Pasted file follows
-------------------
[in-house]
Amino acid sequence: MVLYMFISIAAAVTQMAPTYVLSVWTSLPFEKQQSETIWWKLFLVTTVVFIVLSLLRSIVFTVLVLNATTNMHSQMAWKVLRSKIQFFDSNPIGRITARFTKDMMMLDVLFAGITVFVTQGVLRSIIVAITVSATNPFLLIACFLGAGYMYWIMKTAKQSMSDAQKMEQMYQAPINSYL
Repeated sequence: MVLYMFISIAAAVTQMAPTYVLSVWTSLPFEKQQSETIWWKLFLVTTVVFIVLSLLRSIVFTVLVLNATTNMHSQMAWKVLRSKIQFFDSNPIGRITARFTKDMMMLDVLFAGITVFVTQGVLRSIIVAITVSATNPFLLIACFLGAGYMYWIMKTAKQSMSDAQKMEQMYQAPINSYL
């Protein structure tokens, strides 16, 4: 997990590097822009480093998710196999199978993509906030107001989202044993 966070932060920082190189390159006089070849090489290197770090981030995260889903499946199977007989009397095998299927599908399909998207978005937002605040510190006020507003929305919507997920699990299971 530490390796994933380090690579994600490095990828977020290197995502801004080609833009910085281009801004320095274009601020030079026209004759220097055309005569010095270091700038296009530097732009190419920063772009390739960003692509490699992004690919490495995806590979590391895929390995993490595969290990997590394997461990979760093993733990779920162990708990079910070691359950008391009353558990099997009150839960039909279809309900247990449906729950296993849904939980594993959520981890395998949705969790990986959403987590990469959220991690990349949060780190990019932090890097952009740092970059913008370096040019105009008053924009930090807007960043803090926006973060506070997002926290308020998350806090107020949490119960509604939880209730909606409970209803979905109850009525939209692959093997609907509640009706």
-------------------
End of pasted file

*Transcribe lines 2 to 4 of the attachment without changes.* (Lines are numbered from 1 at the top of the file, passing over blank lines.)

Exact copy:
Amino acid sequence: MVLYMFISIAAAVTQMAPTYVLSVWTSLPFEKQQSETIWWKLFLVTTVVFIVLSLLRSIVFTVLVLNATTNMHSQMAWKVLRSKIQFFDSNPIGRITARFTKDMMMLDVLFAGITVFVTQGVLRSIIVAITVSATNPFLLIACFLGAGYMYWIMKTAKQSMSDAQKMEQMYQAPINSYL
Repeated sequence: MVLYMFISIAAAVTQMAPTYVLSVWTSLPFEKQQSETIWWKLFLVTTVVFIVLSLLRSIVFTVLVLNATTNMHSQMAWKVLRSKIQFFDSNPIGRITARFTKDMMMLDVLFAGITVFVTQGVLRSIIVAITVSATNPFLLIACFLGAGYMYWIMKTAKQSMSDAQKMEQMYQAPINSYL
């Protein structure tokens, strides 16, 4: 997990590097822009480093998710196999199978993509906030107001989202044993 966070932060920082190189390159006089070849090489290197770090981030995260889903499946199977007989009397095998299927599908399909998207978005937002605040510190006020507003929305919507997920699990299971 530490390796994933380090690579994600490095990828977020290197995502801004080609833009910085281009801004320095274009601020030079026209004759220097055309005569010095270091700038296009530097732009190419920063772009390739960003692509490699992004690919490495995806590979590391895929390995993490595969290990997590394997461990979760093993733990779920162990708990079910070691359950008391009353558990099997009150839960039909279809309900247990449906729950296993849904939980594993959520981890395998949705969790990986959403987590990469959220991690990349949060780190990019932090890097952009740092970059913008370096040019105009008053924009930090807007960043803090926006973060506070997002926290308020998350806090107020949490119960509604939880209730909606409970209803979905109850009525939209692959093997609907509640009706």